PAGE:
9. I've kept this quiet for weeks out of professional courtesy, but you'll hear about it very soon anyway, so you may as well hear it here first. Breaking News: Brian Zipin will be GM (and a partner) of Medium Rare, a sub-$20 American-style steak frites restaurant opening in late February in the old Yanni's space. Behind the operation? Mark Bucher of BGR was one of the creators, and none other than Michel Richard was (quietly) involved with developing sauces and desserts, but Brian and Tom Gregg (past President of Cuisine Solutions) are involved as non-silent partners. Cheers, Rocks PS Don't ever underestimate Michael Landrum - the guy gets around. But I've been told ... no sous vide (and I asked "are you sure? about ten times). So you weren't quite right, Michael!
  10. Exciting news on King Street! The folks from A la Lucia (namely Michael Nayeri) have announced that they will be opening a new restaurant in the space at 1106 King Street. The news was announced on the A la Lucia Facebook page, as well as in a recent e-newsletter. It will not be a second A la Lucia location. They're hoping for an opening in early 2015.
  11. Original Ray's: The Classics posts are in the Ray's: The Steaks Thread. Saw this in the Gazette: NOTICE Notice is hereby given that application has been made by: Elliott A. Rattley, Jr., Nicholas R. Lopata on behalf of ARS Silver Spring, LLC, for the transfer of a Beer, Wine & Liquor License, Class B, H/R, On Sale Only, for the premises known as The Classics Restaurant, which premises are located at: 8606 Colesville Road Silver Spring, Maryland 20910 A hearing on the application will be held in the First Floor Auditorium, Council Office Building, 100 Maryland Avenue, Rockville, Maryland, on: Thursday: May 16, 2013 At: 11:30 a.m. Any person desiring to be heard on said application should appear at the time and place fixed for said hearing. BY: Kathie Durbin Division Chief Board of License Commissioners for Montgomery County, Maryland MC 50306 (5-3, 5-10-13)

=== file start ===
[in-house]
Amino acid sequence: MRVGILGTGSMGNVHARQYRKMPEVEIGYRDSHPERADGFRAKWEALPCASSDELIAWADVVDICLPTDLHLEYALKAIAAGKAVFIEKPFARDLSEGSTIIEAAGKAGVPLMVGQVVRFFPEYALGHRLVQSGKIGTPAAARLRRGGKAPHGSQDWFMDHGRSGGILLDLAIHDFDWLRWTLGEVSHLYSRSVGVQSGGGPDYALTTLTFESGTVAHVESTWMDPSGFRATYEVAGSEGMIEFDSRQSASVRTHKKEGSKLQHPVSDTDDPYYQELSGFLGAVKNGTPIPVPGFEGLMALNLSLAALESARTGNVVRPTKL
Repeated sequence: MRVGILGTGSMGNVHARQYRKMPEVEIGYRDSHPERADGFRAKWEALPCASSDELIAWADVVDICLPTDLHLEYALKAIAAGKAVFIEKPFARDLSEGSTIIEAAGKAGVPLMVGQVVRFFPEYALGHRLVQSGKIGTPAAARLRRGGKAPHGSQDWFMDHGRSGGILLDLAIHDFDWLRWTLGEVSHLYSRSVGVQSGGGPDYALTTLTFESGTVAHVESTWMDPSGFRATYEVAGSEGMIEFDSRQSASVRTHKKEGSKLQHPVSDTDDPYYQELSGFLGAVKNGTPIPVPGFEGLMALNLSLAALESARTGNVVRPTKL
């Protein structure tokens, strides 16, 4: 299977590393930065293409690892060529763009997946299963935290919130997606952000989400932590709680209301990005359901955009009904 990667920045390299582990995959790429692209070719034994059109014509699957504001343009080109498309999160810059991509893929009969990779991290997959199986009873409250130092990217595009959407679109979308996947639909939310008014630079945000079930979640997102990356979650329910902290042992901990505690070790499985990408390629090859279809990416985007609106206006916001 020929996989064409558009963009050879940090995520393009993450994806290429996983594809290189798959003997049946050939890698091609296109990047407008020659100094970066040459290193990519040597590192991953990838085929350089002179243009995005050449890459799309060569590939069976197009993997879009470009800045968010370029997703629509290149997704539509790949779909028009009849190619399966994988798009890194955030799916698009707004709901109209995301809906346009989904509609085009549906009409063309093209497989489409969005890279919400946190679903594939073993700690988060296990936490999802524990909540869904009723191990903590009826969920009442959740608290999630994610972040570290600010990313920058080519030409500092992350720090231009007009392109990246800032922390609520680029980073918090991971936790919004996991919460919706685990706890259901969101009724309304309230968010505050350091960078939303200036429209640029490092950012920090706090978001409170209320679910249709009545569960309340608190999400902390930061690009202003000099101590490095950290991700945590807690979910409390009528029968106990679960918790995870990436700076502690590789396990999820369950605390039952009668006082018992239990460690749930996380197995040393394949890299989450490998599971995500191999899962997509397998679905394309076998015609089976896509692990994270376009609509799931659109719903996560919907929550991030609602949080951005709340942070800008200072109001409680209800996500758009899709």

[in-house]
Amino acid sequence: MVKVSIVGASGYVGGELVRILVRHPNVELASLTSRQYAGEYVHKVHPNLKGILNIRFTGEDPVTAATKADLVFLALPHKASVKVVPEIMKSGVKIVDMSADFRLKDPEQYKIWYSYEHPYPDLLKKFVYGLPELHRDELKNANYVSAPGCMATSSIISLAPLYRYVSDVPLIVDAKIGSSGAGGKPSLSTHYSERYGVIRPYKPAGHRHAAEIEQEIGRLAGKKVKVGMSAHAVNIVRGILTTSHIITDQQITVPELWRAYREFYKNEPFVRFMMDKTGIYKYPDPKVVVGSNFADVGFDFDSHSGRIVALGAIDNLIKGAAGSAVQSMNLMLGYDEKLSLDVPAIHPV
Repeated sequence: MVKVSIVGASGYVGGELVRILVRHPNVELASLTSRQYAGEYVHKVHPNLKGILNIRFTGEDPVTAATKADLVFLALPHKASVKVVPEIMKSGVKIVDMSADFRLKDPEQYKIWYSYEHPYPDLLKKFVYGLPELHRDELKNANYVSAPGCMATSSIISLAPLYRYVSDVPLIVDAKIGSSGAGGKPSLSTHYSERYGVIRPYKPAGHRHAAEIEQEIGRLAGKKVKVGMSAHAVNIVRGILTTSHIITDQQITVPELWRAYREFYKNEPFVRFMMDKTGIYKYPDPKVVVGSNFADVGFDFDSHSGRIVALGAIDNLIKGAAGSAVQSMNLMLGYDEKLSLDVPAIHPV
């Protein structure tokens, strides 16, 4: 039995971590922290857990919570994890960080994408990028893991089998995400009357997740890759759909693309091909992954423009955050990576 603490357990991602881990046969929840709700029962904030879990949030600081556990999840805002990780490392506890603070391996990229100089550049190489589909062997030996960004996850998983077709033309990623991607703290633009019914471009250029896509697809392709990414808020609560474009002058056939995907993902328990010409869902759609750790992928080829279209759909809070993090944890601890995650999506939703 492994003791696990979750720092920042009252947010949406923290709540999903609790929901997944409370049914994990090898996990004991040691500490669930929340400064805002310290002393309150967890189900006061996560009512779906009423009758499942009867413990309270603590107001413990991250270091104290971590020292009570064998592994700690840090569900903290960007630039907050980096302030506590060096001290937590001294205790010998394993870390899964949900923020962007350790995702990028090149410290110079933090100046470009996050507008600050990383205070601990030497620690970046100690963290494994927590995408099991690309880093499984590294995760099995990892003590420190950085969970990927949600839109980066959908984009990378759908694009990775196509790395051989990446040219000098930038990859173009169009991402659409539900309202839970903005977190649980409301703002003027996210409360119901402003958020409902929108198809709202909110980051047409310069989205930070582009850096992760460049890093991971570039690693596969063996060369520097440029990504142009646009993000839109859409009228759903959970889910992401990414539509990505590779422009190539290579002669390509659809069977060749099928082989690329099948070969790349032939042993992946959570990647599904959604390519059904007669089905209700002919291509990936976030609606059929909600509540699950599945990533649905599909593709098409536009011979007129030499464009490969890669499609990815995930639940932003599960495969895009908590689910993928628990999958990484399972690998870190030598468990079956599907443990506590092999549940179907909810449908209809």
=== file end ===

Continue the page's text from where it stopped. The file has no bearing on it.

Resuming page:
12. I've been reading about the convoluted history behind Delmonico's, and although complex, it's almost funny how historic this institution is: Inventors (or claimed inventors) of Delmonico Steak, Chicken à la King, Eggs Benedict, Lobster Newburg, and Baked Alaska; the first à la carte menu in a restaurant (as opposed to the table d'hôte formula), the first separate wine list, patrons including Abraham Lincoln and Mark Twain, and apparently the first restaurant to seat women in separate parties. Granted, the current iteration has absolutely *nothing* to do with the original, which opened in 1827, but the new owners - currently a partnership called "Ocinomled, Ltd." - have attempted to recreate the atmosphere and feel. Their Wikipedia entry alone is worth a read - I don't know anyone who has actually eaten here, but it seems to still be very popular among tourists seeking a little slice of our nation's culinary history. Given that the location and ownership have nothing to do with the original, it probably shouldn't be included in our Oldest Restaurants List, but how do you leave it off? Ironically, the current website - full of puffery - has the opening date wrong by ten years.